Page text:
Hey look, I’m back! This ol’ blog site hasn’t quite gone 10 feet under yet, but without a doubt my posts will be few and far between. The reason that I'm back is the fact I ran my first 10km race in about 2(ish) years last night.
|The finish line. Photo Credit Meng Li|
The reason for running in a ‘road race’ (yuck, what an awful term) is to see where I'm at in terms of training. For the past 2 months I’ve been in my ‘base building’ phase. A lot of easy k’s within the aerobic zone (for me that’s around the 5min/km mark on flat), just trying to have something I can work off for the rest of the year. And I get to finally start specifically training for the Gold Coast Marathon next week, so exciting times. But as part of the base building, I haven’t really done much speed work and if I want to achieve my goal of breaking 3 hours for the marathon, I’m going to need to be speedy. This race was all about that. Speed. So the goal was to break 40 minutes, as I’ve only ever done that once a few years ago when I was still doing track work. But since this race means nothing to me in the grand scheme of things, I needed to try and do it without destroying myself, so I could jump straight back into training the next day.
3 days before the race I jumped onto the UQ track to do a 2km at 4min/km, then with a 5 min break, a 3km at 4min/km and during that race-pace session the signs weren’t good about me breaking 40 mins. The first 2km were easy but I really struggled with the 3km rep, only just making the required 12 mins. Not good. The only thing I hoped that would change come Sunday is the fact I’d be running with other people, and this would help me get across the line in the desired time.
Sunday rolls around and it rains, a lot - putting the humidity through the roof, but since the race was held in the late afternoon, at least it wasn’t too hot (in Brisbane terms, it was still 26°C, I’m sure I’ll get used to the heat eventually 😜)
My race plan was this; as I didn’t know how long I could hold out for pace wise, start out and try and hold 3.50min/km for the first 3km and try and have a 30 second buffer, then drop back to 4min/km, save some energy for the short climb at the 8km point, then depending on how I’m going time wise, either push hard to try and break 40min, or take it cruisy to get across the line. Not quite what happened. I didn’t anticipate the first 3km to be the twistiest of the course (have a look of the course map, you’ll understand what I mean). So I was about 10 seconds behind schedule at the 3km point. But what I also didn’t expect is to have such a strong 4th, 5th and 6th km. I was really happy being around the 3.50 mark and it feeling easy. There was a bit of a head wind that picked up for the final 4 km’s, but when I crossed the bridge and hit 9km at 35.12 I knew that unless I injured myself, there would be no way I wasn’t going to cross the line over 40 mins, so I took my foot off the pedal and cruised home, knowing that training would start again the next day.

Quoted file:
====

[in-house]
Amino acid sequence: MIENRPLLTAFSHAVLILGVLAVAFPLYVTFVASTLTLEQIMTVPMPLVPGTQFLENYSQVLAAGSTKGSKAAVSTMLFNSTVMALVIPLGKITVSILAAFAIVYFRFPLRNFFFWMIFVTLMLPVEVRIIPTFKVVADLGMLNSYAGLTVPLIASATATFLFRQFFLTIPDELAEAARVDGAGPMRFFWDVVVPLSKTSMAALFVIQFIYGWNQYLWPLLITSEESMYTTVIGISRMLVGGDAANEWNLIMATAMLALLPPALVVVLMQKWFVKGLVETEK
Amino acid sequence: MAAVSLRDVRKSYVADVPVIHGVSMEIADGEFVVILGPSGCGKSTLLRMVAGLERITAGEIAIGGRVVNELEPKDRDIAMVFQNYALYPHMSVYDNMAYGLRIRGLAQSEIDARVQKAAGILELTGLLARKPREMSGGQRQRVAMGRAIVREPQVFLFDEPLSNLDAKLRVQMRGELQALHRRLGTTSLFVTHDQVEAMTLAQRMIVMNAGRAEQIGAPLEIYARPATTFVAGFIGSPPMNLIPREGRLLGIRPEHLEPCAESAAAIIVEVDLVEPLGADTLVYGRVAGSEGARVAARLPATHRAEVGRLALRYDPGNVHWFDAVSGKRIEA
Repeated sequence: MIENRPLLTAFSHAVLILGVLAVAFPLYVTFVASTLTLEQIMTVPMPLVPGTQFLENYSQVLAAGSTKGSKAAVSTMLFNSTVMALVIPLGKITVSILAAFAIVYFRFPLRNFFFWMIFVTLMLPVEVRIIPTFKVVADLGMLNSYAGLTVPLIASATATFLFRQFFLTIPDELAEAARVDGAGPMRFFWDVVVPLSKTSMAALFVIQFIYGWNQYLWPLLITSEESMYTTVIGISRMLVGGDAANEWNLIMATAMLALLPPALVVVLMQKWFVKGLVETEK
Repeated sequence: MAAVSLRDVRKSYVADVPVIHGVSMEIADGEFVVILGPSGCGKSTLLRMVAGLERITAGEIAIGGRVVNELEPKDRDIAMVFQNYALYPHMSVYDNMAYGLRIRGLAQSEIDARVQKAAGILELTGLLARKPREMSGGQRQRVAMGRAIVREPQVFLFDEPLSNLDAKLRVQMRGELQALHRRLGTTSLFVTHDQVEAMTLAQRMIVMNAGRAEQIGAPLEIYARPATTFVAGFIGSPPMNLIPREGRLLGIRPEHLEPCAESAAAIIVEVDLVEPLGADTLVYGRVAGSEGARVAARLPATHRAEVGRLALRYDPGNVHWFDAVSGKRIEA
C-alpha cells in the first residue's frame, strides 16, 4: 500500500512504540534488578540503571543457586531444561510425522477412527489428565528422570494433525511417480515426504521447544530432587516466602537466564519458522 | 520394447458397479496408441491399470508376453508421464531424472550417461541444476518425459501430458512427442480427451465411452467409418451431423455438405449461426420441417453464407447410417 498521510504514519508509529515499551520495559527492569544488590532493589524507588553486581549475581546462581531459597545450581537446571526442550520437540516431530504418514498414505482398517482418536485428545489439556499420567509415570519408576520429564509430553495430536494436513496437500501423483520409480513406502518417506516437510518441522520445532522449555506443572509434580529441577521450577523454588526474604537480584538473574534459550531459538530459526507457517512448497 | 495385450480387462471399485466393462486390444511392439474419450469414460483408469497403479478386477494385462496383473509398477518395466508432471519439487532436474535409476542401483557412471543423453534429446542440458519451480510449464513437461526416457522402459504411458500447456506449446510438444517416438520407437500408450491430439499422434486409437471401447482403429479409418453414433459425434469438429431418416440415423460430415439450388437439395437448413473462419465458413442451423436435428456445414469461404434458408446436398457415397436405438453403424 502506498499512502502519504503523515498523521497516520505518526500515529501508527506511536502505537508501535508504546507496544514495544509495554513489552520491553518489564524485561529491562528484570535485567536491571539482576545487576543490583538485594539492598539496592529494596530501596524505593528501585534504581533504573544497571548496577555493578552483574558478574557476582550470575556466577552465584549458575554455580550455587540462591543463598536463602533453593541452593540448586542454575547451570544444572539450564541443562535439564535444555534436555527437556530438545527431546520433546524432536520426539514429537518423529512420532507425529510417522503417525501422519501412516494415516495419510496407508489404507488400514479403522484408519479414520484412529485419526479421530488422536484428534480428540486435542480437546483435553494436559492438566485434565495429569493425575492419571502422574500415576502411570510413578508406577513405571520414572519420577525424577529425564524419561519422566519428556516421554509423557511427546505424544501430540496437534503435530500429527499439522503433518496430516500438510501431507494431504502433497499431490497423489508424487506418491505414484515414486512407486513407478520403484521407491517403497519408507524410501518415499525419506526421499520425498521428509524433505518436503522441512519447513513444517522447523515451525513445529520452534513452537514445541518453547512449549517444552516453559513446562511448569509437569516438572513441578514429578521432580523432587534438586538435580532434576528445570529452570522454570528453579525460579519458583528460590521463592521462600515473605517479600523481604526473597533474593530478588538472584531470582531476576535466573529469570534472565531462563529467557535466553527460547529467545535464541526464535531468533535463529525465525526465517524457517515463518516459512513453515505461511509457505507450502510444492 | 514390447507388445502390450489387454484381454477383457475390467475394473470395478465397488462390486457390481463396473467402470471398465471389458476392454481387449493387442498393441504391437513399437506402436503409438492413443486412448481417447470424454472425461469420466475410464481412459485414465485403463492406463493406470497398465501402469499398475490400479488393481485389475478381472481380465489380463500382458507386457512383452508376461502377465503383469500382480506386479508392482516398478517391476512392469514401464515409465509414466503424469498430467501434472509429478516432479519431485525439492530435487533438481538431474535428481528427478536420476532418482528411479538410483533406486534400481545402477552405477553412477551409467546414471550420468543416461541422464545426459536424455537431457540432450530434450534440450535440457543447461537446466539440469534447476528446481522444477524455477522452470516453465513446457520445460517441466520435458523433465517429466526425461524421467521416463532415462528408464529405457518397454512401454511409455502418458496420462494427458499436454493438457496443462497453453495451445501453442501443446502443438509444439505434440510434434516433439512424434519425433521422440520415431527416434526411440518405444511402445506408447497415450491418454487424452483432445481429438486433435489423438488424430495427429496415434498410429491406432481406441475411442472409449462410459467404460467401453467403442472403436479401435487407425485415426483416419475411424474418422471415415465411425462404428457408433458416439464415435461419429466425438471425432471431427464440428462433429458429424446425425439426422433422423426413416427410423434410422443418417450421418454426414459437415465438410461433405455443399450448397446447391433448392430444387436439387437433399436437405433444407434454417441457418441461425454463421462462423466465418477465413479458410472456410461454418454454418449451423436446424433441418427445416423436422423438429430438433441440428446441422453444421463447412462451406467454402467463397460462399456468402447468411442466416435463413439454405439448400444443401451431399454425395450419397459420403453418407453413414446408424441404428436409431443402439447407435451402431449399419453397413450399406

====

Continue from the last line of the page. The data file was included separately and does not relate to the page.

I ended up coming home in an official 39.16, which got me 31/1569 and 3rd in the 18-19 category. So happy! Thanks to the vollies at all the aid stations whom gave out water so I could douse myself and not die from the humidity, and to the race organisers. A great event!
On a completely separate note, uni! Most of you who are reading this would realise that I relocated from Sale, Victoria to Brisbane to continue my education and that I’m currently studying Exercise and Sport Science at the Uni of Qld, while residing at King’s College. How’s it going so far? Yeah, pretty good. O-week was hectic, but it terms of stripping the freshers down and building us back up again, a similar program run by Lord Somers Camp and Powerhouse probably does it a bit better (then again, LSC&PH also does have over 100 staff to support the 100 people going through the camp compared to 40 or so King’s leaders to the 140ish freshers, the King’s leaders did a good job!) O-week helped me to create a lot of new friendships which is exactly what I needed moving to a completely new area, not knowing anyone. And life at the college since then has been great, there’s a real sense of mateship amongst everyone that resides here. Everyone is proud to get around each other at all the sporting events and represent the ‘Wyvern’ (the college ‘mascot’ as it were). And there’s always something on, which can get in the way of studies. Speaking of which, studying. I thought going back to hit the books after a year off would be fairly hard, but for me it isn’t, especially since the content is so relevant to what I do as a sports enthusiast. It also helps that a lot of the content that’s been covered in these first few weeks across all my courses is stuff I’ve already learned in year 12 (except for the chemistry, god how I hate chemistry). Almost everything is sweet, my only bugbear is the hierarchy within the college. 1st years are at the bottom of the pile, 3rd years at the top. Which for all intents and purposes I’m happy with, the longer you’re here, the more respect you’re given. The only issue is that I’m (for the most part) 2 years older than most of the freshers (so many 17 year olds, I thought I left that back in high school haha), which means that I’m the age of a lot 3rd year college students. I’m still trying to figure out how I fit into the scheme of things, but I’ll get there eventually!